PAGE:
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Author Topic: My first varroa count....  (Read 620 times)
MsCarol
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« on: August 26, 2013, 06:48:30 PM »

OK, I am not sure if I should be here or on another branch....the mods can herd me over if I am in the wrong place.

I KNOW these questions have been asked a thousand times, but filtering out the archives isn't all that simple.....especially when not knowing the right questions to ask.

Last evening (~ 24 hours ago) I slipped the IPM boards slathered with Vaseline for a (my first) mite count . I have screened bottom hives which I like. Pulled out the bottom board 24 hours nearly to the money. (Actually put them back as I want to do a 72 hour count as well)

The big hive which has 5 medium boxes on it right now with 2 filled pretty much with brood (They don't like the one plastic/plastic frame I dropped in after swiping some brood for the little hive). The count was 35 mites + 3 hive beetles swimming - that I squashed immediately. I think that is under the "acceptable level"

Second little hive with barely one medium filled yet - they ARE gaining - had 10.

Should I dust and powder the little hive to "clean them up"..... or more correctly have them clean themselves up? Or leave well enough alone?

IF using the powdered sugar.....what temperature/humidity range is acceptable? I know TOO hot can be an issue and we are getting a last dose of summer with mid 90's this week.

Thanks to you all, I at least can SEE what I am looking for. Close study of the bees on the landing hasn't revealed any one carrying a mite. As near sighted as I am I still found I can comfortable watch the comings and goings from the side of the hive mere inches away. Really cool!!!
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Brian D. Bray
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« Reply #1 on: August 28, 2013, 10:39:55 PM »

Dusting with powdered sugar can help, the count in the larger hive isn't critical but if you're worried go for it.
The smaller hive actually has a larger Varroa infestation than the larger hive on a proportional basis.  That one I would definitely treat.

Hopguard, is a new commercial Varroa treatment made from the hop plant ( cheer ) and seems to be effective and organic based.  I have a hops plant growing on my bee yard fence and just drop a few hops into each this time of year.
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BingalingBees
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« Reply #2 on: January 20, 2014, 01:01:38 PM »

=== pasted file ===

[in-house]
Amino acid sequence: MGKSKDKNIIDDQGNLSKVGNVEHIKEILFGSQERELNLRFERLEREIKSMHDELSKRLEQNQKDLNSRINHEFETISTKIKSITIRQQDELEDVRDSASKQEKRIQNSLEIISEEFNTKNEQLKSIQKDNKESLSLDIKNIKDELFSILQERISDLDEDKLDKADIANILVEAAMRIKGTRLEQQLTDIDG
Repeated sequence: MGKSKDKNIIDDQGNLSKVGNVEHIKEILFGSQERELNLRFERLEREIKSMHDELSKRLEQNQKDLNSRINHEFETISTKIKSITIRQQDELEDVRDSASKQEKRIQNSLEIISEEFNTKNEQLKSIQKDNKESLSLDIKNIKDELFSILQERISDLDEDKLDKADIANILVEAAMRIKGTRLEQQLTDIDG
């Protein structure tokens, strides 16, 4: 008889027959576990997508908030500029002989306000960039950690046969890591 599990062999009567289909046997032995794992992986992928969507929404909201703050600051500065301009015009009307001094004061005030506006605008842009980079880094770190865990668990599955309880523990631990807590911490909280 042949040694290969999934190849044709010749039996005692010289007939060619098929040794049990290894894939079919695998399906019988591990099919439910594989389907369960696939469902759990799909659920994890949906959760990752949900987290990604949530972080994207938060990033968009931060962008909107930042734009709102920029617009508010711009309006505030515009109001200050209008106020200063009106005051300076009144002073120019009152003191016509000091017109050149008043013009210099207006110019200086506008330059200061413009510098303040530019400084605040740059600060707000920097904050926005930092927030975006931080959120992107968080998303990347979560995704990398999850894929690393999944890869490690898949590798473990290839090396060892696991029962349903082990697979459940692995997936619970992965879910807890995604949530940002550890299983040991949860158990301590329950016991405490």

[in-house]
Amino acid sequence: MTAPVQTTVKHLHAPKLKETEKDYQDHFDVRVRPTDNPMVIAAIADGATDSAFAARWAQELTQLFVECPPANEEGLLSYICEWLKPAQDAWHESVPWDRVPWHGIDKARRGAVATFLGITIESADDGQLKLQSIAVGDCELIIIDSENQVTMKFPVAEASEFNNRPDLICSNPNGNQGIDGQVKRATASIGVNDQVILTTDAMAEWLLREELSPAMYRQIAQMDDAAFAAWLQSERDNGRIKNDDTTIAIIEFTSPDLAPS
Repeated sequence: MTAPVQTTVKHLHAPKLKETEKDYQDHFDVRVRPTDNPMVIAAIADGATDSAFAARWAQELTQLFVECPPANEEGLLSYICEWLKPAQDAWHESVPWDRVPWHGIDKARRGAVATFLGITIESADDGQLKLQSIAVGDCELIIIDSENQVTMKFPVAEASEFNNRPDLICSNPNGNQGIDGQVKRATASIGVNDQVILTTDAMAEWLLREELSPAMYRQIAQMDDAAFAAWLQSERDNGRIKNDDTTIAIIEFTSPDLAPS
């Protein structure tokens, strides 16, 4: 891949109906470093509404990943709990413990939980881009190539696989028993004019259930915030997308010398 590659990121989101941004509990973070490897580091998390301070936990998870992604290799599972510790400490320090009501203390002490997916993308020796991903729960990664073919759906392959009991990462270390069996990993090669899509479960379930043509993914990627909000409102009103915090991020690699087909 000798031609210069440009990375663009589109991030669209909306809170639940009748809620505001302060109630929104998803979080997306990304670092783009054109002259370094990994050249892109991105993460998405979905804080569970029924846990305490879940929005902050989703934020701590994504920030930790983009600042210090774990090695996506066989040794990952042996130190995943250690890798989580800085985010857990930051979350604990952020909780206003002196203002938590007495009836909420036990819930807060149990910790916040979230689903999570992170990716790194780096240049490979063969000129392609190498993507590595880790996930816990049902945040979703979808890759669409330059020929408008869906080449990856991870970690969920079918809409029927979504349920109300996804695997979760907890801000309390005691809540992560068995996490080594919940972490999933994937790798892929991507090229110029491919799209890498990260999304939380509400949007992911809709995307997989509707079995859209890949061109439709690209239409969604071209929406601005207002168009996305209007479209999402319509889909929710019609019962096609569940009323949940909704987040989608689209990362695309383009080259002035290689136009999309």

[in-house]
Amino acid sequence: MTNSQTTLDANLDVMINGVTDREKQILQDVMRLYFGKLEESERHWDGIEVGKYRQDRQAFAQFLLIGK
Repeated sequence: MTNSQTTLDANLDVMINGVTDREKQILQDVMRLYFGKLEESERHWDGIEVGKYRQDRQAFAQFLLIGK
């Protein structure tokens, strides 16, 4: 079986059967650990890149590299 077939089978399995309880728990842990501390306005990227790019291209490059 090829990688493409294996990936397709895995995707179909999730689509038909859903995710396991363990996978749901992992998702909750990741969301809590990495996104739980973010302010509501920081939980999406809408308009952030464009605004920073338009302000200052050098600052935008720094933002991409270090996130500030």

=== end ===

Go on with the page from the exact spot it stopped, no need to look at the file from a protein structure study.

I was under the impression hopguard (like oxalic acid) is best used when the colony is broodless around December 25th here in Western Washington?
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Brad Raspet - Mount Vernon, WA
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johng
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« Reply #3 on: January 21, 2014, 02:20:21 PM »

I would be concerned with 35 mites this time of year. I like for the hives to start off in the spring with very low mite counts. As your hives start to build up for the spring your mite counts are going to explode. I would try and do a treatment before spring gets going and you have to add supers. If you decide not to treat early spring you will defiantly need to treat as soon as you pull your honey in early summer. JMHO 
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GLOCK
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« Reply #4 on: January 25, 2014, 03:09:46 AM »

If you have that many on a sticky board I bet you'd be real shocked if you did a alcohol wash .
And powder sugar shake may work but OAV will kick there buts. Just saying
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Ken
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« Reply #5 on: January 25, 2014, 05:14:39 AM »

The original post was in August. Probably a good time for treating with mite away, hop guard, api life var and such as it knocks the mite count down before winter bees are being raised.
Oxalic trickle is good in December when hives are at their least broodless stage in winter as there will be few mites locked under cappings with brood. Oxalic vapor would likely be effective at this time too.
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BingalingBees
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« Reply #6 on: January 25, 2014, 01:07:38 PM »

I don't believe Hopguard gets into the cells, Do people really use it outside of a broodless period? Seems like you'd be wasting your money if it's just killing mites outside the brood cells?
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Brad Raspet - Mount Vernon, WA
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Leather Jim
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« Reply #7 on: January 26, 2014, 10:12:15 AM »

Hopguard-3 treatments 1 week apart seems to be the ticket.
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